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    » 10/25/2012, 00.00


    Trappist nuns in Azeir, a sign of hope for Syria at war

    Located between Homs and Tartous in western Syria, the Monastery of Azeir continues to help Christians and Muslims, despite the fighting. What follows includes some excerpts from letters written by five Italian nuns living at the monastery posted online. Through simple actions like praying and gardening, the sisters have become a beacon of hope for Christians and Muslims devastated by the conflict.

    Azeir  (AsiaNews) - Amid the chaos of the Syrian civil war, when the main noise has been the sound of bombs going off and the screams of those they wounded, there are still some places where the prevailing hatred is held at bay. One of them is a Trappist monastery in the small Maronite village of Azeir, located in western Syria between the cities of Tartous and Homs.  Five Italian nuns from the Monastery of Valserena (Pisa) call it home. Despite the fighting raging around them, they chose to stay in the country. "Despite our Italian nationality," said Sister Monica, superior of the Mother House, "and the resources we might have because of it, we are part of this community and cannot leave at a time of trial. Its fate is our fate."

    In letters written over the past few months and posted on the monastery's website, the nuns describe the tragedies of the war and the suffering endured by the residents of the villages that surround them.

    For the sisters, the monastery is a tangible sign of hope. "A place where God is worshiped in his real presence, both Eucharistic and Ecclesial, through prayers and brotherly communion, is a blessing for all."

    However, "Our neighbours are discouraged," said one of the letters posted. "Even in our small village, civilians and young conscripts have been killed."

    "The country," wrote another, "has become a battleground for adversaries that are bigger than Syria, people who came to fight in this land and this people to settle their own conflicts."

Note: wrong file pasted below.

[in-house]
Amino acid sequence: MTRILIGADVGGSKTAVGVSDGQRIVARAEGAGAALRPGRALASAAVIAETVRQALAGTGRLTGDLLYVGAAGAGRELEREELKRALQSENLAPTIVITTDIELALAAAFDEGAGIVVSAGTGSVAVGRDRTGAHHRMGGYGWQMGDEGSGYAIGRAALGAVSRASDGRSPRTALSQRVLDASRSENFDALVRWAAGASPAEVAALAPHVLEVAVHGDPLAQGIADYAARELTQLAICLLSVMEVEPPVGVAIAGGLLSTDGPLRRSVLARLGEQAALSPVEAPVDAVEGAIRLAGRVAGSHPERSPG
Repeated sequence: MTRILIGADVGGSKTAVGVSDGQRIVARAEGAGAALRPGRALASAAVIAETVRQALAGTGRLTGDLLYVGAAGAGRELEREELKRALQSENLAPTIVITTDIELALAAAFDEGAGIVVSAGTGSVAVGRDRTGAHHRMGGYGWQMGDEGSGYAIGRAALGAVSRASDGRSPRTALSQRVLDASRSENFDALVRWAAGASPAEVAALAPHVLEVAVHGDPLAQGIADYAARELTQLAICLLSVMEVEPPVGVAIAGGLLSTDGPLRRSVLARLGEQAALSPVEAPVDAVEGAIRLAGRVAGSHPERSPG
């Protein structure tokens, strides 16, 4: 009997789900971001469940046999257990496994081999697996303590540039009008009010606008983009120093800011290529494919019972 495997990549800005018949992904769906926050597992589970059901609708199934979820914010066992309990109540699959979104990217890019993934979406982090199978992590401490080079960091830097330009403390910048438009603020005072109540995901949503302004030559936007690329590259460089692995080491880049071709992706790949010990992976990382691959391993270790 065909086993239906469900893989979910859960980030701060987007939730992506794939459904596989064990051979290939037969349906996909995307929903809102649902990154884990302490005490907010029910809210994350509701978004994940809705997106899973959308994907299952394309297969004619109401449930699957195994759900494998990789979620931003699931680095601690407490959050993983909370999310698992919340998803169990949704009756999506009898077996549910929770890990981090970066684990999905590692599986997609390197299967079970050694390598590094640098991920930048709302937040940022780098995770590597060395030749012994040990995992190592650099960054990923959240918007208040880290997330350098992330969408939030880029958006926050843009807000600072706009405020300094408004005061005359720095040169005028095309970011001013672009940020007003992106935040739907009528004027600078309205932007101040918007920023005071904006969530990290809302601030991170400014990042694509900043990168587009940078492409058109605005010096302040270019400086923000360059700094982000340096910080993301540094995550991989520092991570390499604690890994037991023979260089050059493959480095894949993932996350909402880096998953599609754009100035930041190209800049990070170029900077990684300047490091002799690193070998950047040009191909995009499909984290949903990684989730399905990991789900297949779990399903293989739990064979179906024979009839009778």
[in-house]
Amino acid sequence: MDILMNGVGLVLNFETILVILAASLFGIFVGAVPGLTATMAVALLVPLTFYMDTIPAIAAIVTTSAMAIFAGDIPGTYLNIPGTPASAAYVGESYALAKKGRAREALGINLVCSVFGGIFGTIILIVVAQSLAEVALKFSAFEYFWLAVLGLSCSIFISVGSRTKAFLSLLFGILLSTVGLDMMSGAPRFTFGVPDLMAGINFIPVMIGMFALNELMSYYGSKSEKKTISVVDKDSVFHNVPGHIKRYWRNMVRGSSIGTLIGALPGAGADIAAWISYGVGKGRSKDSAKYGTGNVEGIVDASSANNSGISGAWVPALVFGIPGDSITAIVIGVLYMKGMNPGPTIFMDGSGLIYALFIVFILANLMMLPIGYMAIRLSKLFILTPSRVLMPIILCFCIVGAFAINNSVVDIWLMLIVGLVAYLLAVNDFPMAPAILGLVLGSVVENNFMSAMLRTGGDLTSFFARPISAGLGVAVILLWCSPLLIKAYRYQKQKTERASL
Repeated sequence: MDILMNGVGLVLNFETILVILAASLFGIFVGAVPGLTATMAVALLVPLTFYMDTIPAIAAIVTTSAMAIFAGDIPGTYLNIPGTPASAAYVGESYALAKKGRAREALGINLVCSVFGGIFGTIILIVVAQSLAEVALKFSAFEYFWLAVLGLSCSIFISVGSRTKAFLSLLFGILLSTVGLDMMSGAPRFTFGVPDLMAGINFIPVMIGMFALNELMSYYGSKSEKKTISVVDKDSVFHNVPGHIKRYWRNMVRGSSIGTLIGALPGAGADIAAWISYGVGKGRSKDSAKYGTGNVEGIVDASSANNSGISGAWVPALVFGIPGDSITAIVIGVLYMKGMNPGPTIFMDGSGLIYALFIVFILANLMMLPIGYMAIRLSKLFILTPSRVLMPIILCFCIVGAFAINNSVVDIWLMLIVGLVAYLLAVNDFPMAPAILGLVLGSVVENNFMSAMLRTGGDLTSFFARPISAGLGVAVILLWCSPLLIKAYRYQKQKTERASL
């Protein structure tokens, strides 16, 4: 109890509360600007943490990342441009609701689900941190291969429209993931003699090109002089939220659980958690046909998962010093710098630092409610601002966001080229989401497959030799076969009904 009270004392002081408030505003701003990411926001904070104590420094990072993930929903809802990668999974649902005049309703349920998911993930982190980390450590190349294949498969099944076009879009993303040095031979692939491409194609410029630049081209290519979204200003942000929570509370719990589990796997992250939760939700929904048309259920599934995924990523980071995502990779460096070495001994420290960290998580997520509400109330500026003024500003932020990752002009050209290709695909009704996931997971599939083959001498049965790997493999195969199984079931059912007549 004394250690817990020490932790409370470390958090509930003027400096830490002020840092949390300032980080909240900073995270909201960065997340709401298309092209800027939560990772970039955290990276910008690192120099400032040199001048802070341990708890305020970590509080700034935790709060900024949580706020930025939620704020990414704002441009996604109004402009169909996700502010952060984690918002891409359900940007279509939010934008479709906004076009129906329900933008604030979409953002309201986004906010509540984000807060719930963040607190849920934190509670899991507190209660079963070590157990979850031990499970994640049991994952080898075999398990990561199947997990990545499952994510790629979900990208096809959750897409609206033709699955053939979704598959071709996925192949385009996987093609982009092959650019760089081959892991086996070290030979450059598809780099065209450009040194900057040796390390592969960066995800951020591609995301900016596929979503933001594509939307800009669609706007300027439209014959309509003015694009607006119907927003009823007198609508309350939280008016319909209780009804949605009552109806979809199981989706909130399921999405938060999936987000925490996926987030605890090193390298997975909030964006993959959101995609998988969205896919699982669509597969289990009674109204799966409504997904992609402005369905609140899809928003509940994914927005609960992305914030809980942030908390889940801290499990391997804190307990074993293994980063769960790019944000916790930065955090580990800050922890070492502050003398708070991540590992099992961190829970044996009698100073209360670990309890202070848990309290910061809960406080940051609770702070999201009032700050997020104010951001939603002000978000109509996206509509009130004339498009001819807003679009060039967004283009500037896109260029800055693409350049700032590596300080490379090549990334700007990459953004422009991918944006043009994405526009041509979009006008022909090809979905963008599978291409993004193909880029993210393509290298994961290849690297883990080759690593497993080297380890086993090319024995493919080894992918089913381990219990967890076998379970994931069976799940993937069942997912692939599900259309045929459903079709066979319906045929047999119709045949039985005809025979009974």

In each post, the Trappist nuns call on all Christians to pray for the Syrian population that welcomed them.

    According to them, "people want justice, freedom, democracy but also jobs and a chance to go out with the family."

    During the months of war, Muslims came to the monastery, not only to ask for basic items, but also for some comfort.

    "Some young people began turning to us because they needed someone to help them think, grow and reflect," one nun said.

    The nuns responded to such requests with their life, full of prayers and small actions, like growing vegetables in the garden and tending the orchard, which produces all sorts of fruit," another nun said.

    Bearing witness in this simple fashion helps people have hope and stand up to hatred,  mindful of the traditions of this land where Christians and Muslims have lived in peace for centuries.

    "Our trust in man comes from Christian hope and it is stronger than all the horrors," Sister Monica wrote. "Christians are called to bear witness to it in the world. Since we have been called to Syria, why leave?"